But what happens in our brains that makes watching something spooky so exciting? And why do some people enjoy the feeling of being scared more than others?
Dr. Daniel Atkinson, lead clinician at Treated.com, has revealed all about the significant – albeit temporary – effect that watching a scary movie has on our bodies and brains.
He also offers some tips for avoiding a bad night sleep after scaring ourselves silly.
Before the film
“The anticipation of a trip to the cinema to see a horror movie can be quite relaxing and pleasant,” says Dr. Atkinson.
“Your heart rate will be steady and you might feel excited about what lies ahead,” he adds. Choosing a snack and catching up with friends will help settle your nerves for the main event.
The first act: 0-20 minutes
“A horror film that follows a conventional narrative structure will set the audience’s heart racing within the first ten minutes or so,” explains Dr. Atkinson.
Modern horror audiences expect a big scare up front in their films. Recent genre offerings like Halloween and The Nun set their stalls out early, delivering big jumps in their opening sequences.
“A scary scene will cause a sudden spike in fear, and set the tone so that the audience is kept on edge throughout the duration of the film.”
“In response, the body’s sympathetic nervous system will increase the levels of cortisol and adrenaline being pumped around the body. The ‘fight or flight’ hormones prepare the body for extreme circumstances, in case it might have to react in a moment’s notice.
“Pulse and respiration rate will increase to make sure that the body is prepared for action, whether that be running away or staying and fighting. Pupils will dilate to increase sensitivity and broaden vision so that any potential threats can be easily identified.”
The second act: 20-70 mins
After the story is set out in the first act, horror films generally settle down into a rhythm of scares during the middle act. It needs peaks and troughs of tension or audiences become numb to the effect.
“Lots of mini spikes in fear will be activated, as the film uses various techniques, such as false jump scares,” reveals Dr. Atkinson. BBC film critic Mark Kermode describes this as “cattle prod cinema” or the “quiet, quiet, bang” method of filmmaking.
“This storytelling method will lead you to believe you’re about to encounter something truly terrifying and at the last minute it turns out to be something very normal instead but then followed up very quickly by something actually scary.”
It’s at this point you might want to consider holstering your fizzy drink in the arm rest of the cinema seat.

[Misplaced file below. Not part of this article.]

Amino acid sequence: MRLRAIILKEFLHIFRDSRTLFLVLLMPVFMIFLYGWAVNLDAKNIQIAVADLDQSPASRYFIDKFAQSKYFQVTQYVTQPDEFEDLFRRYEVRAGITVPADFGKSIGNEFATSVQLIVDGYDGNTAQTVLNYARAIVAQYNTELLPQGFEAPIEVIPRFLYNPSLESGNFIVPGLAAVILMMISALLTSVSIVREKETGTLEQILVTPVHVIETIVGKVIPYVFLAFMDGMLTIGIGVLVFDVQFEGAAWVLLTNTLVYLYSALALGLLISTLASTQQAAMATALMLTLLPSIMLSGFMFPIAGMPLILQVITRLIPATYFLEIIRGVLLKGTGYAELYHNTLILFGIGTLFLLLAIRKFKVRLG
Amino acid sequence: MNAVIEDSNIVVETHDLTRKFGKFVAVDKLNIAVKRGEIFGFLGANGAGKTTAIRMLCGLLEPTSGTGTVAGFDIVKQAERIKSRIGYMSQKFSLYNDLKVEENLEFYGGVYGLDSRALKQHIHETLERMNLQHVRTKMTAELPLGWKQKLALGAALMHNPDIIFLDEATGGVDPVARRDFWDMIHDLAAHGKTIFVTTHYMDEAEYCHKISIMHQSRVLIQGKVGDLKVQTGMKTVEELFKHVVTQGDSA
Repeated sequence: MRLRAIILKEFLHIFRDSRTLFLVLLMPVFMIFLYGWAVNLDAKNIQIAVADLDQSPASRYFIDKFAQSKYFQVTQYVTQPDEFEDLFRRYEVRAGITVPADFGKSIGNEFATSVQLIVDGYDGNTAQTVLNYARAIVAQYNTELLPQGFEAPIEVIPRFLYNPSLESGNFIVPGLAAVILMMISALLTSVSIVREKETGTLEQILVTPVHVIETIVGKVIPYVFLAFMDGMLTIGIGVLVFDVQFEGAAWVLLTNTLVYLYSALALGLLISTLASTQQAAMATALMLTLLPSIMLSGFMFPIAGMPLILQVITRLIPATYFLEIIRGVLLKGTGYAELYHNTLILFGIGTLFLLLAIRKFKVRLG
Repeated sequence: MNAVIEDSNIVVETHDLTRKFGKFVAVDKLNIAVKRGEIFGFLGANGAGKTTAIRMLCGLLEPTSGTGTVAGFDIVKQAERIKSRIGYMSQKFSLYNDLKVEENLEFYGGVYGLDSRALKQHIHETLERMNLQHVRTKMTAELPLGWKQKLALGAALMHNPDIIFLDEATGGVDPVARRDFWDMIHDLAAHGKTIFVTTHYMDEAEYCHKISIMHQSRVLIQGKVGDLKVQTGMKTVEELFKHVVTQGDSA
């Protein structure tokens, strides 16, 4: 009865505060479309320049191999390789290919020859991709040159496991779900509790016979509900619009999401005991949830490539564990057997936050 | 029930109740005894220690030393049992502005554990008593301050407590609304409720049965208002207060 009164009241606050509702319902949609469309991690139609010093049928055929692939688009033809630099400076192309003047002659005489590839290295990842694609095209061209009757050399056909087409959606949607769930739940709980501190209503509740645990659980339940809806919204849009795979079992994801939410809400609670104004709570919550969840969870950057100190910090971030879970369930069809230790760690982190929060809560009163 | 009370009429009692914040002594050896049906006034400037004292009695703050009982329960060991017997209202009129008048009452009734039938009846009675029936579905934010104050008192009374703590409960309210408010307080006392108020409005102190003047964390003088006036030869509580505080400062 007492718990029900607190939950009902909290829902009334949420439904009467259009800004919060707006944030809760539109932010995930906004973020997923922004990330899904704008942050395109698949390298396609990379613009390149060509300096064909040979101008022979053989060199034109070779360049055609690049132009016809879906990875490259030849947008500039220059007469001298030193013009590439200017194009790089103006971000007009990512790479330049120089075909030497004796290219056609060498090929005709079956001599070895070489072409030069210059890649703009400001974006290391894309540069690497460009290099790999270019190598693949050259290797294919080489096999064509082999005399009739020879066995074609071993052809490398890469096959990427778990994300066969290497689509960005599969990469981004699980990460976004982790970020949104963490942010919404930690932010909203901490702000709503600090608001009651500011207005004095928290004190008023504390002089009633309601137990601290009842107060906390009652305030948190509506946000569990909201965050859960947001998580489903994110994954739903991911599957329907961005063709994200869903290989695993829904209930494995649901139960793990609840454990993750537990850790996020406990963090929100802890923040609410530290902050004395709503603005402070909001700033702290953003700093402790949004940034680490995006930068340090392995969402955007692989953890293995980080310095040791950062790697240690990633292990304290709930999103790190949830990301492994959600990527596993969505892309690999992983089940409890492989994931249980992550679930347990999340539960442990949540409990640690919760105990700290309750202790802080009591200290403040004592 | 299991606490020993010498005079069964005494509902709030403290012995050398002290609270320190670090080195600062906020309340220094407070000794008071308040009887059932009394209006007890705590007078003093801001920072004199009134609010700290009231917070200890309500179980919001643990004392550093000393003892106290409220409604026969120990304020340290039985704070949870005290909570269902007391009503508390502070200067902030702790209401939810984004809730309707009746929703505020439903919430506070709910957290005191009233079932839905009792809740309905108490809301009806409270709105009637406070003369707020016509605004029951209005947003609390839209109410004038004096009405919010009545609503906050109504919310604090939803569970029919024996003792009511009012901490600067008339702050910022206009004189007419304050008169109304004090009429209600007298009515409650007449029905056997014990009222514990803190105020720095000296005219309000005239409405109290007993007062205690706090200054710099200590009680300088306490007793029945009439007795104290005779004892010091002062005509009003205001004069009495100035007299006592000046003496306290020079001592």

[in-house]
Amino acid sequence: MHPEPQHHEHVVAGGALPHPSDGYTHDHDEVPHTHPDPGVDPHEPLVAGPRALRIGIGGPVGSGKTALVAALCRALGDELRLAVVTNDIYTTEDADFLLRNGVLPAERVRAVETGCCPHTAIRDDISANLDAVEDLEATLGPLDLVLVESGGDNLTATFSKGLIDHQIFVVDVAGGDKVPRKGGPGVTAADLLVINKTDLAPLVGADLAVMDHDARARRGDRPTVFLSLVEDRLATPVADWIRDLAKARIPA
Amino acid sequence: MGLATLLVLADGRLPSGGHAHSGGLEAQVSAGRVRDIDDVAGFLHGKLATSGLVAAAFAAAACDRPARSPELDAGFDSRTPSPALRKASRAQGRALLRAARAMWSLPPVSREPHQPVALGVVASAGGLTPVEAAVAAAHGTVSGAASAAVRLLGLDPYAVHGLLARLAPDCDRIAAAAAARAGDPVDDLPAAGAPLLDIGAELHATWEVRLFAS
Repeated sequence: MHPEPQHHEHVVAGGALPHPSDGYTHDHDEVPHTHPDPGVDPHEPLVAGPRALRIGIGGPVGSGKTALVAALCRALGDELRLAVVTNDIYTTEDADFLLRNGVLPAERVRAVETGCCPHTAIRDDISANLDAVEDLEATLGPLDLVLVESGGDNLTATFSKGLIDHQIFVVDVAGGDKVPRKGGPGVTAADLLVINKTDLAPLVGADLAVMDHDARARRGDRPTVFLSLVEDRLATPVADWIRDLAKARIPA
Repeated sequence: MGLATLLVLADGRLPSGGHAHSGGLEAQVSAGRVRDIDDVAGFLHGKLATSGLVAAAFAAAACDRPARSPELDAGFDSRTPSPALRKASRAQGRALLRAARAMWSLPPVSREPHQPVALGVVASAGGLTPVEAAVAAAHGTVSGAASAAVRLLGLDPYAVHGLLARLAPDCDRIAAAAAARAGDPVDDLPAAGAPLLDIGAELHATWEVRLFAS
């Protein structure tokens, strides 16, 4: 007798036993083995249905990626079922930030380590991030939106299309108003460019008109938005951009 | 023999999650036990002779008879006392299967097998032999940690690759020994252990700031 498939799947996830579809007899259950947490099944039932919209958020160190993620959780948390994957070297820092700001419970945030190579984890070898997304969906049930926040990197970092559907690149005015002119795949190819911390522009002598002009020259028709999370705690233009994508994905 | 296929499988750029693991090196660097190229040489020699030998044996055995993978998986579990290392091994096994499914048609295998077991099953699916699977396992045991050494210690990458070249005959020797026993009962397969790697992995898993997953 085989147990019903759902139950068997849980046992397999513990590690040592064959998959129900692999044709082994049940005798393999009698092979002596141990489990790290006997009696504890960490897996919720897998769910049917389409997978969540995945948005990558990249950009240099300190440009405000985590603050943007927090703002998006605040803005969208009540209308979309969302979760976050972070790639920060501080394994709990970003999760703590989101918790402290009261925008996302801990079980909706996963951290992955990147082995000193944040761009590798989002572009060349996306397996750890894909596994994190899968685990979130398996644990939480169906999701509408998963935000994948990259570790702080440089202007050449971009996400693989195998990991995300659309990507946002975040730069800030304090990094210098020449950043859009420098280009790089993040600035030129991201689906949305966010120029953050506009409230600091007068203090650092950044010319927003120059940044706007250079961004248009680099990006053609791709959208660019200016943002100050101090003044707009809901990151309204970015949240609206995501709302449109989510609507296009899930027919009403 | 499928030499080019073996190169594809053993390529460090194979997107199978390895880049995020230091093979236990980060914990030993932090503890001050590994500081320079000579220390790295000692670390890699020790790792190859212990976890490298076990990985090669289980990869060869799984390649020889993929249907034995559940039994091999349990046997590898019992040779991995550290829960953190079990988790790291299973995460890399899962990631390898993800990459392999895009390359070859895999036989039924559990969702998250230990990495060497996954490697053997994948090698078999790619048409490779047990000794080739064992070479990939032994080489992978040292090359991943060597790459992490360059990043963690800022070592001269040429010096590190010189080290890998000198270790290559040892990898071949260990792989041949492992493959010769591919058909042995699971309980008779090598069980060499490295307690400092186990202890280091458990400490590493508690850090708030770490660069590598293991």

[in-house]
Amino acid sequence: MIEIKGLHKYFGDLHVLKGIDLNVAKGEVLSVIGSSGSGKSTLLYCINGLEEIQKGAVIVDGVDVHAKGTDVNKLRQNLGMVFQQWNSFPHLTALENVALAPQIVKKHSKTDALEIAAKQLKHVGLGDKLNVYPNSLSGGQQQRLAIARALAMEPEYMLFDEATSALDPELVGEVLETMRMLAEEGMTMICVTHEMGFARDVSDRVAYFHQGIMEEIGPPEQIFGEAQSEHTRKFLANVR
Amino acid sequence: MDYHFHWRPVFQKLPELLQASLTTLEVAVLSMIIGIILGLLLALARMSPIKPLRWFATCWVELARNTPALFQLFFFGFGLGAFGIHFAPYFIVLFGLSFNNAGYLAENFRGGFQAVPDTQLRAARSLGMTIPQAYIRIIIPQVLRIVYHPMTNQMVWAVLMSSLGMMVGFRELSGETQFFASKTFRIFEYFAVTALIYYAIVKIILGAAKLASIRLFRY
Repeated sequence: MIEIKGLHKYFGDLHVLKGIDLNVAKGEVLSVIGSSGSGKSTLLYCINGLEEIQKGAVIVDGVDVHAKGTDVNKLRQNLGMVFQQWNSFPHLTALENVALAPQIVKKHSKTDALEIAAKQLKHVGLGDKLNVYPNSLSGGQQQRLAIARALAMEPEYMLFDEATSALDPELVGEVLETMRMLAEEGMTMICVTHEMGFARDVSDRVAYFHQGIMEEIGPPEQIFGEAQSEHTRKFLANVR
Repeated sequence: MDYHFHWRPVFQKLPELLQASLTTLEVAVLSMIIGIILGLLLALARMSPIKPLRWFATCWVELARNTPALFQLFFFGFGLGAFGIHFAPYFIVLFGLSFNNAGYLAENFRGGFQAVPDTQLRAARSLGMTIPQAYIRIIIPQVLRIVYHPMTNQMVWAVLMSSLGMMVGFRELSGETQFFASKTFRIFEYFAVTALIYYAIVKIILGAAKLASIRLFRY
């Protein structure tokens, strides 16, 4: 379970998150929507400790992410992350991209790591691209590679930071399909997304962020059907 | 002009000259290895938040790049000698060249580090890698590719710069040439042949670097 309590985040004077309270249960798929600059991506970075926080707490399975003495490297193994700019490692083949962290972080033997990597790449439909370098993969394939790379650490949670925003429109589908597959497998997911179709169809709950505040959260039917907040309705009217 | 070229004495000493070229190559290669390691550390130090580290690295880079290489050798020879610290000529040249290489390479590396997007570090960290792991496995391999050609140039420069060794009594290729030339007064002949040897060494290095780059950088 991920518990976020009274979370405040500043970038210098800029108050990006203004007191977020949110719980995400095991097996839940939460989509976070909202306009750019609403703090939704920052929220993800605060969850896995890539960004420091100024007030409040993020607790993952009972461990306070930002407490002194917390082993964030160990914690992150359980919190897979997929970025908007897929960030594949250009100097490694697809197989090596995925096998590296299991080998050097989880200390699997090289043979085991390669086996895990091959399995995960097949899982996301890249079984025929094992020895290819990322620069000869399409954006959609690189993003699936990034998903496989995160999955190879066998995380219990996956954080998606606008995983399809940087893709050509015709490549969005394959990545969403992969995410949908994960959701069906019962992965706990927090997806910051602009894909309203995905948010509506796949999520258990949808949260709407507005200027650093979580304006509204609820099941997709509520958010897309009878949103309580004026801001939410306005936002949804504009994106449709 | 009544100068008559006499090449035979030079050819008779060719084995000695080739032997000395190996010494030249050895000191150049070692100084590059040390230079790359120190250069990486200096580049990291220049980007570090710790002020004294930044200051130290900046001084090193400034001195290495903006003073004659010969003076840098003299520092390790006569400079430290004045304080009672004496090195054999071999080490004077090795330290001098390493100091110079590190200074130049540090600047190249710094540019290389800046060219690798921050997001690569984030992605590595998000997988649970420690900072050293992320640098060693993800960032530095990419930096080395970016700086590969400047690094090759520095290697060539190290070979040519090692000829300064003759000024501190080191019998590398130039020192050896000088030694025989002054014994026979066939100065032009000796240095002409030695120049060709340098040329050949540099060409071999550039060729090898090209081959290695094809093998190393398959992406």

“You may experience palmar hyperhidrosis, more commonly known as sweaty hands, another process triggered by the sympathetic nervous system. The palms of our hands contain lots of eccrine sweat glands which are activated when we get scared.”
The third act: 70-90 minutes
Any horror movie worth its salt will save its most dramatic scares for the final act. Think Danny Torrance being chased into the maze in The Shining, the filmmakers finding the house in The Blair Witch Project, or the climatic home invasion in A Quiet Place.
These moments all put you on the edge of your seat, where you’ll likely stay until the credits roll. And if you’re starting a feel a bit flustered – don’t worry – that’s perfectly normal explains Dr. Atkinson.
“The climax of the movie will likely leave you noticing your heart pumping hard in your chest, you may even feel palpitations,” he says. “During the aforementioned ‘fight or flight’ reaction the blood rushes away from the gut and instead heads towards the essential organs (brain and heart) resulting in the feeling of palpitations.”
“As the scare factor ramps up, you might notice other reactions such as your hair standing on end, also known as goosebumps or piloerection. Thought to be linked to our ancestral animal instincts, our hairs stand on end when we are in a dangerous situation.
“Once the film concludes the audience will feel an immense sense of relief. You may have even held your breath at crucial points and so take a large intake of oxygen.”
After the film
Once the credits begin to roll, you can start to relax, and you should start feeling a lot less anxious.
“It should only take a short while for the body to reacclimatise, as the brain is able to quickly distinguish between what is real and what is not,” says the clinician. “Therefore a normal heart rate should be reestablished fairly quickly.”
The effects of watching a big scary movie may leave you feeling exhausted, particularly if you watch it with a hyped up audience, so Dr. Atkinson advises keeping the fizzy drinks and treats to a minimum
“Traditional cinema snacks tend to be either high in sugar or high in salt. A gripping scary storyline might mean that you are more likely to mindlessly eat a greater amount of your chosen snacks than you usually would. The caffeine and sugar found in some fizzy drinks and snacks could leave you feeling agitated and jumpy. This combination could also contribute to a poor night’s sleep.”
“The terrifying content that fills horror movies may infiltrate our dreams, and occasionally this can keep us from getting a good night’s sleep. Therefore the effects of a horror movie may be more far reaching than initially thought.”
“Keeping an eye on your sugar and snack consumption while enjoying it, as always, is a good idea.”
Why do some people enjoy the feeling of being scared more than others?
Horror films are a bit like Marmite: you either love them or hate them. But why is that?
“The answer to this is not exactly known,” Dr. Atkinson says, “as it potentially lies within the depths of our own personalities. The parts of the brain triggered by fear and pleasure are thought to be closely linked, and this may be why some people enjoy the thrill of feeling scared when watching a film more than others.”
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